“They can show up here, sit down with their friends and just have a really cool night of watching horror movies, and it’s free entry.”

The Shed currently offer a monthly film night that they call ‘Shedflix and Chill’ where they show a wide variety of films on the second Thursday of every month.


A small look at the impressive 15 foot TV and Halloween decorations

Miss Barker-Carley continued: “We want this to kick off the first of a monthly horror night because the Shed is a club on Tuesdays and Thursdays so we wanted to do something a bit more easy going.

“We’re the only small venue to have a 15 foot LED TV and it’s curved so you’ll be able to get a great view no matter where you’re sitting.

“It’s an amazing chance to see classic old school films on a modern TV and sound system.”

Although they are subject to change, as of now the films that are showing are Halloween, Bram Stoker’s Dracula, Final Destination, Insidious, Nightmare on Elm Street and Amityville Horror.

“We’re encouraging fancy dress; all the staff will be dressed up and we’ve set the venue up with all kinds of Halloween decorations but most importantly we just want everyone to have a fun time.”

Information about the event can be found on the Shed’s Facebook Page at www.facebook.com/getintheshed94/.

For further information about the Halloween film showings or any upcoming events at The Shed, you can visit their website at www.getintheshed.co.uk


Black History Month speaker hopes to inspire change in media industry

By Matthew Chandler


Beverley Cooper-Chambers (left) and Yvonne Connikie (right), who gave talks at the same event

Changing the way Black Caribbean families are represented in British media is the ambition of a speaker at a De Montfort University (DMU) Black History Month event.

Beverley Cooper-Chambers, whose family are of Jamaican descent, spoke last week about the stereotypical portrayal of British Caribbeans in UK television and the media.

In her talk, Beverley referred to Channel 4’s crime drama series ‘Top Boy’, about a London gang comprised of predominantly black members, to explain how prevalent this stereotype is in mainstream media.

“I’m black 24/7, 365 days a year. It must be that we’re part of the mainstream”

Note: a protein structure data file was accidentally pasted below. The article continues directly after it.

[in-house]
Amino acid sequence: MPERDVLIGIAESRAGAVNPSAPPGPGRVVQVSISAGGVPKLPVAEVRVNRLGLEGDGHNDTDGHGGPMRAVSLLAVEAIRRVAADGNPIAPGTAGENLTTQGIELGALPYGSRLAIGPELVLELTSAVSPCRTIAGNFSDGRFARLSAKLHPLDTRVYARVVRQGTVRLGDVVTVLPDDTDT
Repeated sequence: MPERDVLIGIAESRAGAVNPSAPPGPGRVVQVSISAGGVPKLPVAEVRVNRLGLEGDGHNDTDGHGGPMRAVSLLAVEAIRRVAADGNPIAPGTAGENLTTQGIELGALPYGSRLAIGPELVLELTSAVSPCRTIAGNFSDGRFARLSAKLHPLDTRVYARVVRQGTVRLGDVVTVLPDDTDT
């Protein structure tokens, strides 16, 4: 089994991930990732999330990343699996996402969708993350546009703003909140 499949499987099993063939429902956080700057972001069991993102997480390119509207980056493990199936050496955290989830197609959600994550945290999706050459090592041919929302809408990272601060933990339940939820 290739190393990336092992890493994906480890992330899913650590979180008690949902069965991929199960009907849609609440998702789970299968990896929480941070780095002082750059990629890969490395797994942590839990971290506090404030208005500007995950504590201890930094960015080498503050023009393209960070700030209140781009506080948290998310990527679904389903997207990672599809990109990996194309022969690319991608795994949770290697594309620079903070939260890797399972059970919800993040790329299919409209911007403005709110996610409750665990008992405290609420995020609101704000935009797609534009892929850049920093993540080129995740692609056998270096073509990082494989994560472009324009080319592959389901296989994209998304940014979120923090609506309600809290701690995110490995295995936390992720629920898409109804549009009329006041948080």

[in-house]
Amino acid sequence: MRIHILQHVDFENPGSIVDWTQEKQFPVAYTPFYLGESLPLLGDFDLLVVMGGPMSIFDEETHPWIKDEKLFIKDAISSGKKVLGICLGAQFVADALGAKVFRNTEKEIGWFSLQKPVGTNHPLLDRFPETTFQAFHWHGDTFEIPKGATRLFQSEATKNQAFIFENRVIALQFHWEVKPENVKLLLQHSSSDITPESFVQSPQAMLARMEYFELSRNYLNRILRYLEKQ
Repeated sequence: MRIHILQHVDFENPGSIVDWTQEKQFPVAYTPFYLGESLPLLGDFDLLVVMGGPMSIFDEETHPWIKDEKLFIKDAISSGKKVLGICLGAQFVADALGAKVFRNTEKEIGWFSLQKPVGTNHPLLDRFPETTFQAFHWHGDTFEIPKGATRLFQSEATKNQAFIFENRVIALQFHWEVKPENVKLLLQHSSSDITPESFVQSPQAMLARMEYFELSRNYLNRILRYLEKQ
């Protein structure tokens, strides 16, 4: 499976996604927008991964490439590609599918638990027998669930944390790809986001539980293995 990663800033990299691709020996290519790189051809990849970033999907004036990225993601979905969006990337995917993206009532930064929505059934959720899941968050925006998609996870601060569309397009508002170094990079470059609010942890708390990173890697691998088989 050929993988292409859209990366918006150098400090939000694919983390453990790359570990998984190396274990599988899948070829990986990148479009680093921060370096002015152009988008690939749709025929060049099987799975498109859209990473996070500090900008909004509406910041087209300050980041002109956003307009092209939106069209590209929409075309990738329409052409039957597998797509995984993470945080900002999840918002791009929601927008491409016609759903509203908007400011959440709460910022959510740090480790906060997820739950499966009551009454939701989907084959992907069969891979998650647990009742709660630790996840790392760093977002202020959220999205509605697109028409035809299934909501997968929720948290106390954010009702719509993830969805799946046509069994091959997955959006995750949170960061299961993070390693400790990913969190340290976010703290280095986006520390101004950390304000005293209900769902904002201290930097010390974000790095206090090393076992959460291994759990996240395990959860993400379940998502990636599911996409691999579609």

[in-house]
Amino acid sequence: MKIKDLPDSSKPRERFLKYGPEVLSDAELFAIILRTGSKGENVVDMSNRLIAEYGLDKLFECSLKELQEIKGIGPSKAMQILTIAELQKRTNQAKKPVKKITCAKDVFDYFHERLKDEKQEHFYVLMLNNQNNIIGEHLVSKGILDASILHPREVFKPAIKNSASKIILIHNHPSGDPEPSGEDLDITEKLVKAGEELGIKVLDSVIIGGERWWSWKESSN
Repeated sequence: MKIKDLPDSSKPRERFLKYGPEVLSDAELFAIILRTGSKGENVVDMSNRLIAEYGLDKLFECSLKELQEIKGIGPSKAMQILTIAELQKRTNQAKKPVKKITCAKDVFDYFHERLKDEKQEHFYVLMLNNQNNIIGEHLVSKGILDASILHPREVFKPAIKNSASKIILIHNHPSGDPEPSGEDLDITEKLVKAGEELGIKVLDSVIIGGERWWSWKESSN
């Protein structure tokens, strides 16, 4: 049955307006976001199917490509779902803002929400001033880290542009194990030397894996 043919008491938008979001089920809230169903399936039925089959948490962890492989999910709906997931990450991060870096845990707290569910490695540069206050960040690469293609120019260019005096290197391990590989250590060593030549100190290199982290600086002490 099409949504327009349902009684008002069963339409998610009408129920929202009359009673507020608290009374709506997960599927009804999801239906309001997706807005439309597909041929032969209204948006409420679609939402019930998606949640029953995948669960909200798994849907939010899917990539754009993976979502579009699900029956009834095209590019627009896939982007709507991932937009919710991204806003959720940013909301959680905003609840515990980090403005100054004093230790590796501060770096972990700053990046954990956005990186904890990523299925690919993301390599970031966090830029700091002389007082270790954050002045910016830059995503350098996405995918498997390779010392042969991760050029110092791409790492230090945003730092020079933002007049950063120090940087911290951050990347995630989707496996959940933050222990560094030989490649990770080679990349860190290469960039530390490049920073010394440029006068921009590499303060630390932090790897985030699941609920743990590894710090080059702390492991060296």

“You get to the situation where they get the guns, the drugs, the money, they’re having kids left right and centre without any responsibility,” she said.

“That image now is coming on the TV screens, so you think all black men are wearing hoodies and taking drugs and that’s not the reality. So my idea is there needs to be more positive TV drama.”

Beverley, former editor of Jamaican newspaper Love Herald, is doing a PhD at DMU on ‘The creation of a blueprint for television drama series that elevates the perception of British Caribbean families beyond the historical and sociological trauma of ‘fictive kin’ and the psychological manipulation of social engineering’.


Beverley at her graduation

But she hopes to offer viable solutions to these well-documented issues. She said: “I want to be able to create a solution so it stops happening. We know what the problem is. What we need to do is how to solve it.

“It’s all very well that you have Black History Month, but guess what? I’m black 24/7, 365 days a year. It must be that we’re part of the mainstream.

“In reality the people that control the mainstream aren’t going to do that – they don’t have to. We need to do it ourselves and stop waiting for other people to do it for us.”

While she also feels there are similar issues in the education system – saying it’s like black people “didn’t exist” before slave trade – Beverley is concentrating her efforts on changing the television industry, with her philosophy entitled ‘transform your viewing’.

She added: “I’d want us to have a British Caribbean television network where we have a similar thing to Sky, but it’s British Caribbean, so we have our drama, our own news, we have our reality shows, we have everything, and we are the gatekeepers.”

“I’m not saying I want to isolate us, but you need to have a base from which we can work.”

Game of Thrones 7th Anniversary: What do you think?

GOT photo

By Ruairi O’Connor

Game of Thrones celebrates its 7th anniversary today, so we asked a few De Montfort University students what their favourite moments from the smash-hit HBO show.

“My favourite moment from Game of Thrones so far was when Ned Stark was killed because it was a massive shock. I haven’t read the books and they built him up to be a main character and had a great story arc, bit of a surprise.”  – Talhah Mulla, 22, Biomedical Science student.

“My favourite moment from Game of Thrones is when Jamie Lannister pushed Bran Stark from a window, after he found Jamie and his sister Cersei, having sex. It was two shocking revelations in one!” – Kiran Bal, 20, Accounting and Finance student.

“My favourite moment from Game of Thrones is the ‘Battle of the Bastards’ because it was the culmination of events that were building for multiple seasons. It was visually stunning and a kept you on the edge of your seat.” – James Sampson-Brinkley, 19, Games Programming.”

“My favourite moment from Game of Thrones was when Ramsay Bolton is finally killed because Sansa gets her revenge on him by making sure he is eaten alive” – Ali Morgan, 20, Mechanical Engineering.